Skip to content

TGIF – March 9, 2018

March 9, 2018

The pot and the kettle.

On March 6, CNN’s Daniela Diaz  “broke” the story that on December 13, 2017  the Congressional Black Caucus wrote a letter to the House Ethics Committee Special Counsel (this is not Robert Mueller’s group), stating they wanted an ethics investigation into members  who were sleeping in their offices, on the grounds that said lawmakers were “…abusing taxpayer money” and further stated the practices   “…reflect negatively on the decorum and credibility of the House as a body and an institution,…”

In addition the story reports there were charges made that members who “sleep over” were “problematic” for female employees. This was of course during the height of the “Me Too” movement publicity, but it intimates that these members sleeping in their offices (including House Speaker Paul Ryan and House Majority Leader Kevin McCarthy),  might be viewed as would-be sexual predators by female employees.

The CBC numbers among its members two senators, Kamala Harris (D- CA)  and Cory Booker (D-NJ) both of whom have 2020  presidential race ambitions, 2 delegates, and 45 Representatives, including Elijah Cummings, (D-MD) and  Maxine Waters (D-CA), two of a half-dozen or so lawmakers alleged to be closely tied to radical anti-Semite Louis Farrakhan.

To date, as far as we know, the House Ethics Committee  has not taken action on the letter.

Question to self…how long has it been since Congress has been perceived to have either decorum or credibility?

Shifting the blame.

In yesterday’s White House meeting with game developers and retailers, one crucial element seems to have been left out…adults, as in parents.

People looking for static reasons for human violence have been quick to condemn entertainment ever since movies were developed.  In the 1960’s, it was “violent television” i.e. shoot-em-up bang-bang westerns and cops and robber series, today it’s video games.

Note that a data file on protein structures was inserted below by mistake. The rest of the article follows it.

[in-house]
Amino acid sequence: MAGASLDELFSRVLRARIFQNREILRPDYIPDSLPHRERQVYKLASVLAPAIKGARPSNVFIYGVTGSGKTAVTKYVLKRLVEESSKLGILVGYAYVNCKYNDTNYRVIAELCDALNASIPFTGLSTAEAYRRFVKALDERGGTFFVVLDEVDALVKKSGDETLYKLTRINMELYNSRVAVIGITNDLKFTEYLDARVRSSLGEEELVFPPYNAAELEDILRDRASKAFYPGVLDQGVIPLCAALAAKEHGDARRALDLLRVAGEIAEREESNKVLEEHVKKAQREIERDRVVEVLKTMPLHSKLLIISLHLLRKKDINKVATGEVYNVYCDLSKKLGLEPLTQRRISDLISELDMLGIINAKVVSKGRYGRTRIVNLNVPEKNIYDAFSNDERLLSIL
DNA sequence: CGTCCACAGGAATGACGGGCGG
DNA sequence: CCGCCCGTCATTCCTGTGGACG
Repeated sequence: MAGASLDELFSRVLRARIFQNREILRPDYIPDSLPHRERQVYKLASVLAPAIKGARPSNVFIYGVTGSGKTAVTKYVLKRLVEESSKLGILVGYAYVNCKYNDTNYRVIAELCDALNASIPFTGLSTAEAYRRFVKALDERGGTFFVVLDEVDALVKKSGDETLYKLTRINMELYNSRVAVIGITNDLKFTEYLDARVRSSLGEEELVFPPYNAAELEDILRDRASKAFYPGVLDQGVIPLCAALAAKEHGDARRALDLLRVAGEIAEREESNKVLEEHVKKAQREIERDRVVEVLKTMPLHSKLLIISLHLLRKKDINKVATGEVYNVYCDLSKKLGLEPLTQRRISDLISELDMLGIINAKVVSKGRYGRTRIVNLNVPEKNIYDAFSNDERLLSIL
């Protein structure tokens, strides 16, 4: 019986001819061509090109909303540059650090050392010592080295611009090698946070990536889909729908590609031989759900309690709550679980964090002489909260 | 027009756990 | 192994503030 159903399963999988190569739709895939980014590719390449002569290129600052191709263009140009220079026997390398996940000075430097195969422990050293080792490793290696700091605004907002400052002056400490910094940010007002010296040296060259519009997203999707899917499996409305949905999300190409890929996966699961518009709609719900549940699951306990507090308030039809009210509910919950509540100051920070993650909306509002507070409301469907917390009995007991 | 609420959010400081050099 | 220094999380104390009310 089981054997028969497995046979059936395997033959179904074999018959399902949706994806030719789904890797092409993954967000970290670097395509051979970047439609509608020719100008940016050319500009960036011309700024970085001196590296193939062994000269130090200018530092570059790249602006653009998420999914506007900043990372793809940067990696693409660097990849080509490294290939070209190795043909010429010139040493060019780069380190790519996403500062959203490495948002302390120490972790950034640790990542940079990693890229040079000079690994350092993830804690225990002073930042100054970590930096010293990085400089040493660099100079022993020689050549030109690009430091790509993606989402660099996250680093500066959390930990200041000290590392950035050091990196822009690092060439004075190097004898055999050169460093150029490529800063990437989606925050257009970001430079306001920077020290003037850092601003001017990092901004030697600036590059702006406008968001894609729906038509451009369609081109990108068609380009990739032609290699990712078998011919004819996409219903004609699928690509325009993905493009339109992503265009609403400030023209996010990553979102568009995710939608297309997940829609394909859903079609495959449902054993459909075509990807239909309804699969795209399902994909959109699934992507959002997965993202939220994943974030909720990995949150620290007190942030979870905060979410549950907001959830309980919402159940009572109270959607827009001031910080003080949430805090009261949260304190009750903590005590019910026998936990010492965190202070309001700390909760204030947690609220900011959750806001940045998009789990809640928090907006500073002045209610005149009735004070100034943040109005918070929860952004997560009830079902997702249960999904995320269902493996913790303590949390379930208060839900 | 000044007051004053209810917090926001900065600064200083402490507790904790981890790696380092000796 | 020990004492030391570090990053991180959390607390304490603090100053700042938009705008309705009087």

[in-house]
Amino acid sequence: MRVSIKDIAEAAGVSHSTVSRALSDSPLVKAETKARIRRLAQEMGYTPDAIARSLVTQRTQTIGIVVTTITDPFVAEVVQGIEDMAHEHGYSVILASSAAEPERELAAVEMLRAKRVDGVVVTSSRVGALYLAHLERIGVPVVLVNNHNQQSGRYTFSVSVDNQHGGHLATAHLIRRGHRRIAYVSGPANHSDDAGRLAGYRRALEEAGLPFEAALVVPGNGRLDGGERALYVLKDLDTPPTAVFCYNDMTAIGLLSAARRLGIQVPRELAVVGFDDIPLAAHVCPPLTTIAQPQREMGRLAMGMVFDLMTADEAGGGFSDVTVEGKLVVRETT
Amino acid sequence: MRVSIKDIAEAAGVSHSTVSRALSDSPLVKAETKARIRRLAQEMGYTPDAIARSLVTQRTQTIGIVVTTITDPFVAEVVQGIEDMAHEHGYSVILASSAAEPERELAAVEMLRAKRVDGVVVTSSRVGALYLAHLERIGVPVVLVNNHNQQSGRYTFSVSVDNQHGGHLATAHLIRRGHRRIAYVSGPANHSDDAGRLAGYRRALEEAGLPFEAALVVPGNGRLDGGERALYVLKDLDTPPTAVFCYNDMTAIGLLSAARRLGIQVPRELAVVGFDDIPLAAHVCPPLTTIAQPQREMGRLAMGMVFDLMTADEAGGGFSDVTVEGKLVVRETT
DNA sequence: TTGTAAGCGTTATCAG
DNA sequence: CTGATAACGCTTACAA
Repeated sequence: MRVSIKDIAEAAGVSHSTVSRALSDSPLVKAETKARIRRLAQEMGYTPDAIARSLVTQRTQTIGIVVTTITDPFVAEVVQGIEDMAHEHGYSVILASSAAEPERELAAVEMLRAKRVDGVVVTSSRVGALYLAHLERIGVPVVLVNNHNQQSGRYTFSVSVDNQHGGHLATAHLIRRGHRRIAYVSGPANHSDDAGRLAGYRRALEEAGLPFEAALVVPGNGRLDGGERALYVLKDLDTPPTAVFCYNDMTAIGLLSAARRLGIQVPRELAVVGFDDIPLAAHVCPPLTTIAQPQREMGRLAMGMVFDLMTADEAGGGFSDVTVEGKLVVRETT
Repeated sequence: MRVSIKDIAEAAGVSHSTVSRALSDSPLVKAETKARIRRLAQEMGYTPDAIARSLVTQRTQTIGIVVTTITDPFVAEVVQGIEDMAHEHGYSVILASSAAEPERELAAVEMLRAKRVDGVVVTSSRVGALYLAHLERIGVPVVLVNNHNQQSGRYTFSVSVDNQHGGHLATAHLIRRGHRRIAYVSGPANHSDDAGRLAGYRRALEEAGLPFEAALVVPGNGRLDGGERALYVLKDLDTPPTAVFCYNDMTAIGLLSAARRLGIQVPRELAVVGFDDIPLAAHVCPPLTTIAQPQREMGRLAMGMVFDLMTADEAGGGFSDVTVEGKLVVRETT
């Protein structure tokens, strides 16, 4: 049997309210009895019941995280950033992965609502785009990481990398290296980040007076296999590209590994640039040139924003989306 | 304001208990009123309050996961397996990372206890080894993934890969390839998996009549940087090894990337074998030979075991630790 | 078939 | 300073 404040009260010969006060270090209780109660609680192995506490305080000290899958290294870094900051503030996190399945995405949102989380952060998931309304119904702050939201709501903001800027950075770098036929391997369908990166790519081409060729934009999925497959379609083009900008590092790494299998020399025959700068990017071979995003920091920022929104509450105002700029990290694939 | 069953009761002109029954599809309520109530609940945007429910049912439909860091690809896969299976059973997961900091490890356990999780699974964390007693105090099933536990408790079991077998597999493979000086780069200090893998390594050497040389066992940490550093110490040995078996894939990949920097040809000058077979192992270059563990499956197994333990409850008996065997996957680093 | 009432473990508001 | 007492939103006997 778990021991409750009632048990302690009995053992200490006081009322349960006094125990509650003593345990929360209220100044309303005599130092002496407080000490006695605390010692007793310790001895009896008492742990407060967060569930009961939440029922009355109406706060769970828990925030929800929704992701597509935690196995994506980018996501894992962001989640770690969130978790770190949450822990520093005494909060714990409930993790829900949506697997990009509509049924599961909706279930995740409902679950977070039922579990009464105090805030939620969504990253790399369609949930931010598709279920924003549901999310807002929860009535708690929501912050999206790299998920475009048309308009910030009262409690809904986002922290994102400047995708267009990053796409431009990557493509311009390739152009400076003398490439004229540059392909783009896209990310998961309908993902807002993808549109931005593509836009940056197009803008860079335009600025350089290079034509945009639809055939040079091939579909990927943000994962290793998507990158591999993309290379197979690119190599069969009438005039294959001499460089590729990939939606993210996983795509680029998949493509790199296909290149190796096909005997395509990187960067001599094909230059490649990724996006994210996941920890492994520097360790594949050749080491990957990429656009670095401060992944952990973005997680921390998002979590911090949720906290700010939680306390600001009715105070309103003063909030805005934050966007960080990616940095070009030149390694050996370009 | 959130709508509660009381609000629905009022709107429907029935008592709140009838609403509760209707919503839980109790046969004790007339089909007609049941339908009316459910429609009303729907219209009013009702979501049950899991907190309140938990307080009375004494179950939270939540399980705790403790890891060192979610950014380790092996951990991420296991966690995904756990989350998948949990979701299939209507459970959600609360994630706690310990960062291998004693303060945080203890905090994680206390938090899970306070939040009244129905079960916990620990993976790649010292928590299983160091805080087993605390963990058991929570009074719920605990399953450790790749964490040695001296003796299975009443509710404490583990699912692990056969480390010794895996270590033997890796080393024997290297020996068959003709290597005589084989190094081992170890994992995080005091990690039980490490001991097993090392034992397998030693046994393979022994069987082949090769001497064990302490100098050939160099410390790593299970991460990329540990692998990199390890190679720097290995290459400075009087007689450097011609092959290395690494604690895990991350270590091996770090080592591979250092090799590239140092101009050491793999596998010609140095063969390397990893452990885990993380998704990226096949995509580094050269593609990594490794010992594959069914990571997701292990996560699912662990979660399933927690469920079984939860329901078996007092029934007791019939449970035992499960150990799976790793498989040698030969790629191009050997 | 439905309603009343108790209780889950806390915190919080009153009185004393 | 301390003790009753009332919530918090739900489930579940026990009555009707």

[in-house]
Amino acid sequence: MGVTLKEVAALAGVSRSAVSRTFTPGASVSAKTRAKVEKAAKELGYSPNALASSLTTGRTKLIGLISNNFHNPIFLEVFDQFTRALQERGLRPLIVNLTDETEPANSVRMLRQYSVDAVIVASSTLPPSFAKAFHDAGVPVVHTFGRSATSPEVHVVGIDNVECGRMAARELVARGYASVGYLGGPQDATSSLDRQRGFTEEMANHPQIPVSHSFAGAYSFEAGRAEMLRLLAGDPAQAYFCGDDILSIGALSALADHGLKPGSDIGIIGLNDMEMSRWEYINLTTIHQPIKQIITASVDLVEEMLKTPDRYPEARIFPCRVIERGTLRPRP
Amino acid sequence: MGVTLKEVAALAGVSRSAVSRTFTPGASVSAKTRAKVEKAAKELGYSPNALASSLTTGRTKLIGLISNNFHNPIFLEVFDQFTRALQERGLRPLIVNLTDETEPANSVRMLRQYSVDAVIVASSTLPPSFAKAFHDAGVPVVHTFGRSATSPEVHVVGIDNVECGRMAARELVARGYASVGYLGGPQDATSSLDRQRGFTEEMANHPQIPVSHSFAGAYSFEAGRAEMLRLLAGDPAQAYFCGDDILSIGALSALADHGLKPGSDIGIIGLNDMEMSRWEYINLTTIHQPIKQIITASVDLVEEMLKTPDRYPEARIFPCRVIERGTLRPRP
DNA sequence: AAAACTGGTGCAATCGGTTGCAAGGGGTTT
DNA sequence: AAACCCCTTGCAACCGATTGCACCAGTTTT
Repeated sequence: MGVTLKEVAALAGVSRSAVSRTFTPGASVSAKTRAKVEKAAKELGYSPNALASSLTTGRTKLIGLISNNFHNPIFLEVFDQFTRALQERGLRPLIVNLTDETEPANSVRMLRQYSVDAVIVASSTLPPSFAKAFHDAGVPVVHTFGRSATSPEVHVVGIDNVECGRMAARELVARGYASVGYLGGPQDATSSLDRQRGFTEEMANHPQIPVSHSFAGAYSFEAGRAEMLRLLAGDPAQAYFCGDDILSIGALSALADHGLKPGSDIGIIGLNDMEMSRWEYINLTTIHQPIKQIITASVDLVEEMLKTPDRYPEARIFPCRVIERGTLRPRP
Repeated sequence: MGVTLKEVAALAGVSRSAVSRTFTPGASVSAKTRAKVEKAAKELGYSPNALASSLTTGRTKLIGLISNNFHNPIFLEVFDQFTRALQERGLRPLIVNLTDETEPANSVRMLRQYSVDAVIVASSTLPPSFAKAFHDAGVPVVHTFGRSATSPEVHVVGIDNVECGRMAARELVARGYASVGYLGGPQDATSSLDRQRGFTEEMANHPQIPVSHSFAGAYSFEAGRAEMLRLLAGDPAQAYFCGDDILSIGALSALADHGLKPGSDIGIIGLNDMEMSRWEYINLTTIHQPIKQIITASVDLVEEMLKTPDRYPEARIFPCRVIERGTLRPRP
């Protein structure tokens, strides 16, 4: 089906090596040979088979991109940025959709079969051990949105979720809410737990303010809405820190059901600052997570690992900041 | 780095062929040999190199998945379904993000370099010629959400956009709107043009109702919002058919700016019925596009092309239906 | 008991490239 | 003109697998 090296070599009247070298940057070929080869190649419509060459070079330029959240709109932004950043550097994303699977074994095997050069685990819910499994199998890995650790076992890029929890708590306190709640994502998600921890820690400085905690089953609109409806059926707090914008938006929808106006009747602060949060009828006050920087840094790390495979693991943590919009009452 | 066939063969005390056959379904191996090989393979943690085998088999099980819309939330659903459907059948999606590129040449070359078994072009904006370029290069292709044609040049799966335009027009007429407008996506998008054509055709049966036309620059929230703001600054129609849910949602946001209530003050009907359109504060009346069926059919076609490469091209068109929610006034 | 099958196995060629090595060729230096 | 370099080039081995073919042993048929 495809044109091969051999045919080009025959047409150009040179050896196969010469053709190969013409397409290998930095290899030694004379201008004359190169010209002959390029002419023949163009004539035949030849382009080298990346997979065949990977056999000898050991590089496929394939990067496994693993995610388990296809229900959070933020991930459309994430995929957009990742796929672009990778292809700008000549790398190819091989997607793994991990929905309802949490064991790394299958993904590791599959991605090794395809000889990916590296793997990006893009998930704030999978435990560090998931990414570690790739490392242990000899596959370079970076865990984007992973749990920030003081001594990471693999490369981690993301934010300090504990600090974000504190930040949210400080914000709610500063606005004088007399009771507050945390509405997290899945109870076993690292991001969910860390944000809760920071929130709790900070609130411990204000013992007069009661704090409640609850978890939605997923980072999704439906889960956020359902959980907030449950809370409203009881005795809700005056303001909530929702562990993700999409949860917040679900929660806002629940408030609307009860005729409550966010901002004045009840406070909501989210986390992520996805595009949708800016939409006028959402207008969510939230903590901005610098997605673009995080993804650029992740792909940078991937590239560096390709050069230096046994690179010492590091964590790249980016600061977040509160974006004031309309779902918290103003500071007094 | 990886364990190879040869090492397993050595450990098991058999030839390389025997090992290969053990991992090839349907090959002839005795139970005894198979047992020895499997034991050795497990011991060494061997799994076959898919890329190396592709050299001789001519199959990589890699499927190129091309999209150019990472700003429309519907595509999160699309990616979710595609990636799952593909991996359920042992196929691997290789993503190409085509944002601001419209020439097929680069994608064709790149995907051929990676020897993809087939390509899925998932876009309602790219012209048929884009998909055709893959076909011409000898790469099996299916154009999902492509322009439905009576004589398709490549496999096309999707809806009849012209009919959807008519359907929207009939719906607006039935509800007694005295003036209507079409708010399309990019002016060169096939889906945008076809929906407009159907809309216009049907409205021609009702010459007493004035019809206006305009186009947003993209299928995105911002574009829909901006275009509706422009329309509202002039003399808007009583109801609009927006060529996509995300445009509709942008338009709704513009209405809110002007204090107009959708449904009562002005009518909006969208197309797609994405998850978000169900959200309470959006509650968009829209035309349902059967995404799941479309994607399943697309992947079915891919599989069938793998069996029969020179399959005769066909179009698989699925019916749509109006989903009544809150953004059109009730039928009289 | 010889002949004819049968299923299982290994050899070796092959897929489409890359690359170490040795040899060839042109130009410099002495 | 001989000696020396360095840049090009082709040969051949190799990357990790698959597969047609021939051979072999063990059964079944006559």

President Trump mentioned that he looks at what his 11-year-old son is watching and playing on the internet and he’s astounded by how violent they are.

So, with all due respect sir, why is Barron watching them?

In my long ago days as a child, I quickly learned that a family is not a democracy.  That went for TV as well. I was allowed to pick two hours a week of TV I wanted to watch.  Imagine limiting today’s kids to two hours a week of interaction with their handheld plastic brains.

There is no doubt that disturbed people of any age can have their delusions reinforced by hours upon hours of watching and interacting with violent games. After all, they live inside their heads, not out in the real world.

There is something unique that the internet does bring to the discussion of violence, and that is the disappearance of face-to-face human interaction.

It’s a lot less fun to mouth off to someone standing right in front of you than it is to spout garbage with your fingers, but that’s true of most online interactions, not just violent games.

On a positive note.

Kyle Kashuv probably isn’t a household name. Perhaps he should be, because out of all the anger and recrimination and political posturing that has followed the Parkland shooting, Kyle, along with two others, has created something positive.

The Reachout app is designed to allow students to mentor and befriend each other. Appearing briefly on “Fox and Friends”  this morning, Kyle was given a few seconds to mention the free app, and the fact that there is a website going up. It can also be found on Twitter @TheReachOutApp.

The idea of peer-to-peer support groups isn’t new, but apparently Kyle feels that it might help others in his area. He did mention that there are sometimes too few counselors available in the schools.

Statistics back him up, since a recent study reports that each school counselor in our schools nationwide has about 450 students to serve.

This is social media providing that missing human touch we mentioned above.

Maybe the kids will listen to each other. It’s all too obvious there were no adults listening before.

From → op-ed

Leave a Comment

Leave a Reply

Fill in your details below or click an icon to log in: Logo

You are commenting using your account. Log Out /  Change )

Google photo

You are commenting using your Google account. Log Out /  Change )

Twitter picture

You are commenting using your Twitter account. Log Out /  Change )

Facebook photo

You are commenting using your Facebook account. Log Out /  Change )

Connecting to %s

%d bloggers like this: